But what the hell NYPD, CCRB- Garner, chokeholds, stop and frisk  are legitimate  and important issues  bit in some ways they’re individual isolated of a time. This is endemic, its been like this  in East New York since CCRB stats were being  compiled. No sarcasm, but where’s your white paper on this, your New York Lawyers for The Public Interest led civil suit on this, even a damn mention on your website that’s chock full of every imaginable statistical minutiae — a 1,344 complaints against cops in one community.

Commanding Officer of the 75th Michael Lipetri seems like a decent and honorable leader  (as much as you can tell from a twitter account) and the 75th is a hard hard precinct to work.

But sincerely how the heck do you look in the eye  of a decent East New York resident and rationally justifiably explain without apology  1,344 complaints when,say, Murray Hill where my girl lived has 260 complaints for the same period. People don’t  have a right to live like this (on a side note when I was reporting in East New York I could’ve filed legitimate CCRB complaints on different police officers maybe  12 times).

On a larger  side note I got yanked off a Port Authority bus by a group of police officers on some false charge of making a 911 call to endanger East New York police. I was handcuffed to a bench for six hours. When I went back to that precinct a week later as the desk sergeant instructed me in a phone conversation, an officer there whose badge number and name I will never forget – – how do I say this properly — degraded me, taunted me, confiscated destroyed my property, had me on my knees, lies to me, then assaulted the hell out of me hard —  in his precinct right there in Port Authority  with 12 other cops there  who witnessed it.  I’m laying there crumpled on the ground and I said to  him why the hell did you do that? He said because I hit him first. Since I’m not dead or doing  a 2 year bid in Dannemora Correctional, you he and I know that that’s a straight up ugly lie, and coming from a police officer it’s essentially a damn false criminal charge. And God help the defendant who gets this officer on the stand testifying against him.*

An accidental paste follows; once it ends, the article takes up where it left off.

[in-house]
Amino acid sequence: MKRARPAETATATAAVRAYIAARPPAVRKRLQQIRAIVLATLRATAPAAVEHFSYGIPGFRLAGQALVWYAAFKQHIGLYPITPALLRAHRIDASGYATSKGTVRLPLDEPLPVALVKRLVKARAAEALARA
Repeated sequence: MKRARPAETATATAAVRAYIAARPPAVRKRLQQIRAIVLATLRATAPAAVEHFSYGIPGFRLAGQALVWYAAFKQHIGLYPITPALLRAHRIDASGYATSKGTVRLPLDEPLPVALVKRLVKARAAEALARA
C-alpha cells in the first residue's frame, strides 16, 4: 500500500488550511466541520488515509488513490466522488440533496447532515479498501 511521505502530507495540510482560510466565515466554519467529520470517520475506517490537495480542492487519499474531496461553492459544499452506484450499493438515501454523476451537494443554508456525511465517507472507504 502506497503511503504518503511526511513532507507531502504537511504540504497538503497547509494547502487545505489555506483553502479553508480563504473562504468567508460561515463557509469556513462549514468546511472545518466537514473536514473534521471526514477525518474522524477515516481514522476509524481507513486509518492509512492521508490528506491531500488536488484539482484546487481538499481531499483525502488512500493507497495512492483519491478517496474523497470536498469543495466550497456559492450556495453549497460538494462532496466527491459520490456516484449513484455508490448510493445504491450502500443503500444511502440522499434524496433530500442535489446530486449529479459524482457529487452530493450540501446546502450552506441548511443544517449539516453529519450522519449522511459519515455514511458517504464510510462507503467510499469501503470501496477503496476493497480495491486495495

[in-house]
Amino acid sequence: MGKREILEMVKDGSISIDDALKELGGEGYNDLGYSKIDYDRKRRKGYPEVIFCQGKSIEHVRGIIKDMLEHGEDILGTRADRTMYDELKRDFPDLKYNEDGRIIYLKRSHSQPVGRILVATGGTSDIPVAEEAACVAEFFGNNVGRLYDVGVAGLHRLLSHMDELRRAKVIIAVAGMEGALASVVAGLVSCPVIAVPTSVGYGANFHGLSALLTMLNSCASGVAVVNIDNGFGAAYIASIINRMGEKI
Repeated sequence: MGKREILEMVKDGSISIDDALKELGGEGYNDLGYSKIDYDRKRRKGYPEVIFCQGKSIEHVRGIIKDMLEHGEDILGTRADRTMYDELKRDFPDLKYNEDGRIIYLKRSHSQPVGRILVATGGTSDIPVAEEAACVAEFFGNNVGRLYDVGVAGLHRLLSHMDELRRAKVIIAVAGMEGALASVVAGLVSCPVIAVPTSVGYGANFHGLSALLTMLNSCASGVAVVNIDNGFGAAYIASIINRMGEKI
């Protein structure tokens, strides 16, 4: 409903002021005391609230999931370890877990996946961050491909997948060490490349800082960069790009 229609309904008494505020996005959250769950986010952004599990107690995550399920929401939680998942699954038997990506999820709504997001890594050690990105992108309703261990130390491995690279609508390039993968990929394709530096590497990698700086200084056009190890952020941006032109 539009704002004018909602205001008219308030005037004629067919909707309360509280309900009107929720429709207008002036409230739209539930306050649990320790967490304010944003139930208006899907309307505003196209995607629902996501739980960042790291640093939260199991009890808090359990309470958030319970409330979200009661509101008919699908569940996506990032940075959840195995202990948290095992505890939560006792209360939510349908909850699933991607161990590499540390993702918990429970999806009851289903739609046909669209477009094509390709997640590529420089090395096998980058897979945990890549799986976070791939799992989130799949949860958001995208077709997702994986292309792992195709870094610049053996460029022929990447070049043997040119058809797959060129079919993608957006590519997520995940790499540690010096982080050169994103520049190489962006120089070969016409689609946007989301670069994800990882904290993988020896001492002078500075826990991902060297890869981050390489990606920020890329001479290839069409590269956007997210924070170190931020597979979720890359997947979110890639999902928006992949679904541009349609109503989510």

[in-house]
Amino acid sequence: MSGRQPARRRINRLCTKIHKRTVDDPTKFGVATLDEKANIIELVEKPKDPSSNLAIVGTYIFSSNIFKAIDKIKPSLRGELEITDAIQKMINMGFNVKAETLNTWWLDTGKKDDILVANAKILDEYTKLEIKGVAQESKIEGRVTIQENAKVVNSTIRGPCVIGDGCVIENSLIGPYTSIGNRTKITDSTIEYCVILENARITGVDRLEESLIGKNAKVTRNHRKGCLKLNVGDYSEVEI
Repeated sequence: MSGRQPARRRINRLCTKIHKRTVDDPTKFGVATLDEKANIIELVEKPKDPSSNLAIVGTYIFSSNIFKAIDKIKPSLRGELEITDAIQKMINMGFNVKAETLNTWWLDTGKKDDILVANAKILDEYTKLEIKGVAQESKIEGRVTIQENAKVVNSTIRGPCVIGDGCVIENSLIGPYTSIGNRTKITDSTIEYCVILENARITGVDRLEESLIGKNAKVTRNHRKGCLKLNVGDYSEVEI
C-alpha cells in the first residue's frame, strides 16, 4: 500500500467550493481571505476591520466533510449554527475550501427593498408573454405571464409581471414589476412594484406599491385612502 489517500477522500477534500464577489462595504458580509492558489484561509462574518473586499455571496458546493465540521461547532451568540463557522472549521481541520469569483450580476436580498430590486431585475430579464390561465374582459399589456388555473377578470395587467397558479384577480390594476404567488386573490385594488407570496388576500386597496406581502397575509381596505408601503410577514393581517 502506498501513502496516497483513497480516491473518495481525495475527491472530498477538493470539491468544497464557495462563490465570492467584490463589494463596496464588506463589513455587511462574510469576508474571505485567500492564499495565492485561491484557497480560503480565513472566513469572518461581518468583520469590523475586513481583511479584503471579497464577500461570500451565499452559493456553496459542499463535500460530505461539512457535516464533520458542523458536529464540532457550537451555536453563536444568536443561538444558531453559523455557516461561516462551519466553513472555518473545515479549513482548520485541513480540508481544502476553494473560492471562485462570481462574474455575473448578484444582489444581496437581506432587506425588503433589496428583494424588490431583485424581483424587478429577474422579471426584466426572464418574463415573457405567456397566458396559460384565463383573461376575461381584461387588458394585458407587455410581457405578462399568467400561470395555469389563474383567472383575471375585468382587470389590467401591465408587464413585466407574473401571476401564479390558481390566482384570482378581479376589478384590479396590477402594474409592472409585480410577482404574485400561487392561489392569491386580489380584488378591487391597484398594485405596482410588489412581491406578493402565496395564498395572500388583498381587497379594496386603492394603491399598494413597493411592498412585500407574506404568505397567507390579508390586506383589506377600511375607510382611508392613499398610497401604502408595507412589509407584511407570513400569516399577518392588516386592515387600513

I called 911, EMS, Internal Affairs, Port Authority Integrity Unit, CCRB, reported it to another precinct trying to file assault charges – no one ever got back to me, nothing at all happened.  Call the Port Authority Integrity Unit (their version of Internal Affairs) anytime and it just  rings and rings, no one ever answers, they don’t even have voice mail.  I had to leave my complaint with a secretary in administration.

So this heavyweight Port Authority officer got to play UFC with me sending me flying 6 feet thorough the air into a concrete wall (though maybe play UFC is not quite right, when I looked up at him as he was standing over me after the assault his whole body was visibly shaking).

I hope he’s sorry, maybe PTSD, he served  in the military in combat, but at my worst I sometimes imagine he tells the story over beers laughing about what he did to that fucken reporter. No macho on this but if I ever somehow impossibly heard him doing this word is just about bond please  put money on my commissary books because I would proudly do 2 years on the gate on the count in the dayroom etc for that kind of violation.

Seriously these 75th Precinct numbers are too exceptional; something is very wrong at that precinct and command should do something otherwise you’ll have more Michael Dowds running your streets  hurting people, communities, and tarnishing the image of good cops.

 

QUEENS and STATEN ISLAND 

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MANHATTAN

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BROOKLYN

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BRONX

capture_1468544409603~2*On not naming this officer, I know this is not strongly defensible or consistent with how I operate as a journalist  but I can’t bring myself to fuck with him that way, something he would probably do, low-grade coward snitch to hurt or to ruin a man without giving him a chance.   And it’s for a similar reason I went down to the precinct when the sergeant told me to over the phone.  I knew I was walking into a lions den, the desk Sergeant was being obnoxious, game playing hostile. But I went because I hate the idea of being afraid or having to watch myself or call a lawyer to fight in the shadows; not confront them man to man when I did absolutely nothing wrong and they acted so immoraly.  That cop wouldn’t have done it, and I don’t want to be that kind of man.  In fact in between throwing a folder of my papers across the room screaming in my face and body slamming me he told me maybe three times “Get the fuck out of here, call a lawyer.”

But I may be wrong about this, if I had an emergency and to call 911 meant this officer would show up I would just quote NWA and handle it myself. He either learned his lesson after coming close to being burnt (after this happened I raised hell to him and every other cop in the precinct, to 911, to EMS who responded while I was in the precinct (first it was get the fuck out, after the assault they wouldn’t let me leave  even though I said I wanted to repeatedly) called my wife, a lawyer and told her what happened gave the officer’s badge number and spelled out his name all in front of him, them; strong loud and emphatically. Or the cop doesn’t give a damn about a kevin heldman and doesn’t belong on the streets with a gun and extraordinary powers.

 

 

 

 

 

 

 

 

 

 

 

 

 

 

 

 

 

 

 

 

 

 

 

 

 

 

 

 

When They Start Charging Corner Boys With Terrorism and Think They’re Superman in LE